Review: Dancing to Tears for Fears, Until They’re Worn Out

Often, there was push and pull between the rhythm of the music and pace of the dancing; sometimes Gat rejected the beat, and in other moments, embraced it. In one scene, a soloist contorted his body ever-so-slowly at the front of the stage, while a row of dancers were planted behind him, shifting from side to side in a basic step touch while arranging their arms in unison positions: up in the air, one elbow bent, one hand behind the head. It had a certain groove.

But gradually it became clear that there was little beneath the ornate mood-board appeal of “LOVETRAIN” to warrant its length. The dancers’ physicality was arresting as they torqued their backs and torsos, melting onto the floor and swooping back up again with a feverish vivacity. Yet as Gat’s groupings persisted — a trio here, a more concentrated cluster there, a lone dancer running into the center of it all to deliver a little wiggle — the repetitiveness of their high kicks, raveling and unraveling arms and speedy, purposeful walks on and off the stage started to blur together.

The dusky lighting, so startling at first, became increasingly murky. And Gat’s frequent silent sections — initially giving the setting a kind of haunting, heartbreaking poignancy — turned ponderous. In those quiet moments, I yearned for another Tears for Fears song until I realized just how repetitive “Everybody Wants to Rule the World” is. Don’t even get me started on “Shout.” Was this a missed opportunity, or is Tears for Fears music for the elliptical?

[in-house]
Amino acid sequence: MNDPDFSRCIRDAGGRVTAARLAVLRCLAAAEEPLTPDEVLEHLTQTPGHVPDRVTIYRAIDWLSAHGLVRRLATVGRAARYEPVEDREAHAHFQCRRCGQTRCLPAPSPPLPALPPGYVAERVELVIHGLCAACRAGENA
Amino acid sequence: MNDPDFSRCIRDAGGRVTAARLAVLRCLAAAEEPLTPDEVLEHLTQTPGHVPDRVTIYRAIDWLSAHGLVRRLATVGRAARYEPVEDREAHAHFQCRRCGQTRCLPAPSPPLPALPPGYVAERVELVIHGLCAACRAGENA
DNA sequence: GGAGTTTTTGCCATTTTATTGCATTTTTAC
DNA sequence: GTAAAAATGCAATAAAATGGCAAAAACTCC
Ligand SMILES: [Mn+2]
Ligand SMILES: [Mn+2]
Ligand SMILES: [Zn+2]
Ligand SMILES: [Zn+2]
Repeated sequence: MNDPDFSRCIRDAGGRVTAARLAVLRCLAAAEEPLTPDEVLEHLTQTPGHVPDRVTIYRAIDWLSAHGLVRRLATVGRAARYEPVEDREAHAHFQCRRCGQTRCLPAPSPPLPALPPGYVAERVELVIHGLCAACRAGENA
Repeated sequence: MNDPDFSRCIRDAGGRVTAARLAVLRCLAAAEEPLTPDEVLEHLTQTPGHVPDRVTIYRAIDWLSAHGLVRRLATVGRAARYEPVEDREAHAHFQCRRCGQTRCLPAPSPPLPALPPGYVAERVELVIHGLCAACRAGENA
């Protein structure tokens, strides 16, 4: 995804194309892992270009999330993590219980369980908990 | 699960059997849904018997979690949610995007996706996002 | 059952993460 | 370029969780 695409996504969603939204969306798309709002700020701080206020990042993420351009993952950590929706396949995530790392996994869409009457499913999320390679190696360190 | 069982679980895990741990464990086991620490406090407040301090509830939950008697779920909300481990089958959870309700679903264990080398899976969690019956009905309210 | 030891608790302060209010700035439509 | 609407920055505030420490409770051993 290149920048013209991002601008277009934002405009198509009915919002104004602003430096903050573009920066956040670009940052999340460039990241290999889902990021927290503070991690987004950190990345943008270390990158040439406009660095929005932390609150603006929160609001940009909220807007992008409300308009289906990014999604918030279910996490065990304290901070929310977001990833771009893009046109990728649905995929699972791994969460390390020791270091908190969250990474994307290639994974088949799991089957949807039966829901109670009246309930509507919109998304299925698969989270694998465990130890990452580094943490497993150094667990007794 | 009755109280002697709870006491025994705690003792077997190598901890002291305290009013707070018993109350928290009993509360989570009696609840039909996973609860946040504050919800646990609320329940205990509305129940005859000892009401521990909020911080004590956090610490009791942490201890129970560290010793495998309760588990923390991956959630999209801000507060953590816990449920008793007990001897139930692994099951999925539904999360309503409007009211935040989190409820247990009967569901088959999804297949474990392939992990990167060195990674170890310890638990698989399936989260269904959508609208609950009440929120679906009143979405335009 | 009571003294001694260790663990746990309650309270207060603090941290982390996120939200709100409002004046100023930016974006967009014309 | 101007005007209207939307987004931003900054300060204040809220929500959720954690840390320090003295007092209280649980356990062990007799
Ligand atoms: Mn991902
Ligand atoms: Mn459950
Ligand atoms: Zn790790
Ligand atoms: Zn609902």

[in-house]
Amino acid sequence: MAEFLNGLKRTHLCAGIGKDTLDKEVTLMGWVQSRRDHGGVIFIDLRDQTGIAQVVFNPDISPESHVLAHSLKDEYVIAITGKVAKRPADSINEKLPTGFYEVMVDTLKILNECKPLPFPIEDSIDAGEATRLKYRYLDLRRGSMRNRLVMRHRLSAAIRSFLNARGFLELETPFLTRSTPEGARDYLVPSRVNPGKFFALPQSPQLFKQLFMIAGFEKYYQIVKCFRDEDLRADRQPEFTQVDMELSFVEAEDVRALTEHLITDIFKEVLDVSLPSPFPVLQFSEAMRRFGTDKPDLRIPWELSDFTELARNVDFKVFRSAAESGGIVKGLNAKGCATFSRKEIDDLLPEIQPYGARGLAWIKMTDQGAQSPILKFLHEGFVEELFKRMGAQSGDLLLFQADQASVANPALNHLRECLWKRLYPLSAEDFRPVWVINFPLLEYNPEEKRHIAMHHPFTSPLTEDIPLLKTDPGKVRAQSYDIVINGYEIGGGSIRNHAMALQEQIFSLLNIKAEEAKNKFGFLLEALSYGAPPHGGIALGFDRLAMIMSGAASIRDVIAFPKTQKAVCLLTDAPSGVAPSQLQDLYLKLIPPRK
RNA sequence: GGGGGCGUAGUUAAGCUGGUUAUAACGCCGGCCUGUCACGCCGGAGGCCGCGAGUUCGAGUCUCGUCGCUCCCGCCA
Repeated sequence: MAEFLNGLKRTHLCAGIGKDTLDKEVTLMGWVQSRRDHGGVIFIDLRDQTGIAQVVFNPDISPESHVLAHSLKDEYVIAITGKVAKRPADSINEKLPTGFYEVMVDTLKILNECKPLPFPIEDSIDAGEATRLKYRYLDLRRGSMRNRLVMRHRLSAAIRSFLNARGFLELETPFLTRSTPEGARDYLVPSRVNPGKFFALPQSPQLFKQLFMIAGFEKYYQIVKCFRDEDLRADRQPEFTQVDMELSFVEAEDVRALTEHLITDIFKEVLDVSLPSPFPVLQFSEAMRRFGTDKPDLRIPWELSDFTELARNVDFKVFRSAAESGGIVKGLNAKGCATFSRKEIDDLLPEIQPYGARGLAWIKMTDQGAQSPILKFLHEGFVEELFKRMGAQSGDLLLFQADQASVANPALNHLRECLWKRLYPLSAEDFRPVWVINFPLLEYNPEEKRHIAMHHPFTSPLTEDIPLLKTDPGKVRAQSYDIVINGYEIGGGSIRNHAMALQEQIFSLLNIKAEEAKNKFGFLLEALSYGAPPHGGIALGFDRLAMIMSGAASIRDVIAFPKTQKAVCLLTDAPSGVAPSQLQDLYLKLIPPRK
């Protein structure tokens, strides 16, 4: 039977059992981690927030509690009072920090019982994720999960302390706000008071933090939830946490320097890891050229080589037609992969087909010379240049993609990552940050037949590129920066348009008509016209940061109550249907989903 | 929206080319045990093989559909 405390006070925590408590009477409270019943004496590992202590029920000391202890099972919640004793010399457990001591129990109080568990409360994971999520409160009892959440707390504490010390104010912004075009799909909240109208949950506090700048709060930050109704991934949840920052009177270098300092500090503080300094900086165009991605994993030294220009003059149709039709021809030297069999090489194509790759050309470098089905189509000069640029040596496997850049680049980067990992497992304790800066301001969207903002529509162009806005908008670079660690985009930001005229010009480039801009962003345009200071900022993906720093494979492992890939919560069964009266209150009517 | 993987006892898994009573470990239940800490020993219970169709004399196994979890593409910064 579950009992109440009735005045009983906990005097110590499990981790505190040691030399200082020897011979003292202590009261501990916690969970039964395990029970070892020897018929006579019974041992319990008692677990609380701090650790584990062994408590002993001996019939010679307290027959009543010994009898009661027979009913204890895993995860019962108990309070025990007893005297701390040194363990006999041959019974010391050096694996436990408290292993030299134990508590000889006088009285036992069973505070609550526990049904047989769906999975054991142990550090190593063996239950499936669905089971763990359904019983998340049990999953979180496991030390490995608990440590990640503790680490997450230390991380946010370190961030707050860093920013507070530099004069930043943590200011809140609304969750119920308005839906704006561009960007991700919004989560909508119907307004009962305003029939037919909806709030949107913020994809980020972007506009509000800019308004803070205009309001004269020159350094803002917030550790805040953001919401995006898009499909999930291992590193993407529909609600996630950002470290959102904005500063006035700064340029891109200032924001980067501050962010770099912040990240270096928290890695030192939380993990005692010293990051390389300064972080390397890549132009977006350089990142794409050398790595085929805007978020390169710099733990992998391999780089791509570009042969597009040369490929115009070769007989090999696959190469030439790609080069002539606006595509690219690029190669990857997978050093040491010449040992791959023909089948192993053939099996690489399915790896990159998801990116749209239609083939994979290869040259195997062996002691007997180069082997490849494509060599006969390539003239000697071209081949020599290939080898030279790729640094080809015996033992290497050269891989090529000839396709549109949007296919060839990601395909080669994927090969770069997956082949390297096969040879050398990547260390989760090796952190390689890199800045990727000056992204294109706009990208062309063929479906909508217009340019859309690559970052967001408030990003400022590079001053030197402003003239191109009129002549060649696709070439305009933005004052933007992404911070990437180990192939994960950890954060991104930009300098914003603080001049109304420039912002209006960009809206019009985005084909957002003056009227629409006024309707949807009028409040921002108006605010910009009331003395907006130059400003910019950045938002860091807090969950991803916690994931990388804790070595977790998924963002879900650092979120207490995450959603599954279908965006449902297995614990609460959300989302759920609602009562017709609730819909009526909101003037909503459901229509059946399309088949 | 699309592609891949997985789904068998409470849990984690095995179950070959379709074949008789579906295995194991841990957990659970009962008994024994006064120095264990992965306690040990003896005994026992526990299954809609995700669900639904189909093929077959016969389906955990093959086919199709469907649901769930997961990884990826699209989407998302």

But why did this dance happen in the first place? Gat, an Israeli choreographer who formed his company in Tel Aviv — it is now based in France — created it during the darker moments of the pandemic, when audiences needed a release. The world was crying. His musical choice made sense: Roland Orzabal and Curt Smith, of Tears for Fears, met in Bath, England, when they were 13 and living in single-parent homes, according to a program note. They named their band after the concept of primal therapy, which focuses, in part, on repressed emotions from childhood: Tears are a replacement for fears.

As the show progresses, emotions build through the songs’ lyrics and the dancers’ silky, sinuous power, but Gat’s choreographic frame is too tenuous. Dancers, full of finesse and drive but little urgency, travel up and down the same diagonal; they gesture toward the audience with outstretched, beckoning hands. They rarely seem to be dancing on a precipice.

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